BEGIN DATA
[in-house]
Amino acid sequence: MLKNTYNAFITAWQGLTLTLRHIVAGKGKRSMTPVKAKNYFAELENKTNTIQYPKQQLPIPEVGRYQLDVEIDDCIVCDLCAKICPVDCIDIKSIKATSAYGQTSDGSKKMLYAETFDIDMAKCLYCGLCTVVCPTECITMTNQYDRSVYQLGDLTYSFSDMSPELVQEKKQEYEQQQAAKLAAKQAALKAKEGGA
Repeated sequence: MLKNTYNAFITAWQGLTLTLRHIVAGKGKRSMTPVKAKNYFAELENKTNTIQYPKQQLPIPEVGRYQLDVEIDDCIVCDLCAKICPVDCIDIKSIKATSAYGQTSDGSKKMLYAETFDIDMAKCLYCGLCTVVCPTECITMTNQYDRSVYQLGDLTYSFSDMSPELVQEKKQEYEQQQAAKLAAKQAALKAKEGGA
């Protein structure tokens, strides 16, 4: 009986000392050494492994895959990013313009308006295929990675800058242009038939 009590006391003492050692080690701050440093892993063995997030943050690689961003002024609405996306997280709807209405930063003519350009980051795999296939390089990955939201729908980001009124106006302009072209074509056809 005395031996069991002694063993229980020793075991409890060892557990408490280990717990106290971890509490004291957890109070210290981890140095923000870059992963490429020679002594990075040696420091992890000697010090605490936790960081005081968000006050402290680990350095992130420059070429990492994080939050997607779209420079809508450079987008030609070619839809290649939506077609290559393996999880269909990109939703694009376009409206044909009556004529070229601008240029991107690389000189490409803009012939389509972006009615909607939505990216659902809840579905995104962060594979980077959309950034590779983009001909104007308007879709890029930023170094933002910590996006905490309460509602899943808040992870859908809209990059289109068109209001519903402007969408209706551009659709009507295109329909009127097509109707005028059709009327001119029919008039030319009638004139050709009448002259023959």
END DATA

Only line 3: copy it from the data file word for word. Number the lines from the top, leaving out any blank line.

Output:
Repeated sequence: MLKNTYNAFITAWQGLTLTLRHIVAGKGKRSMTPVKAKNYFAELENKTNTIQYPKQQLPIPEVGRYQLDVEIDDCIVCDLCAKICPVDCIDIKSIKATSAYGQTSDGSKKMLYAETFDIDMAKCLYCGLCTVVCPTECITMTNQYDRSVYQLGDLTYSFSDMSPELVQEKKQEYEQQQAAKLAAKQAALKAKEGGA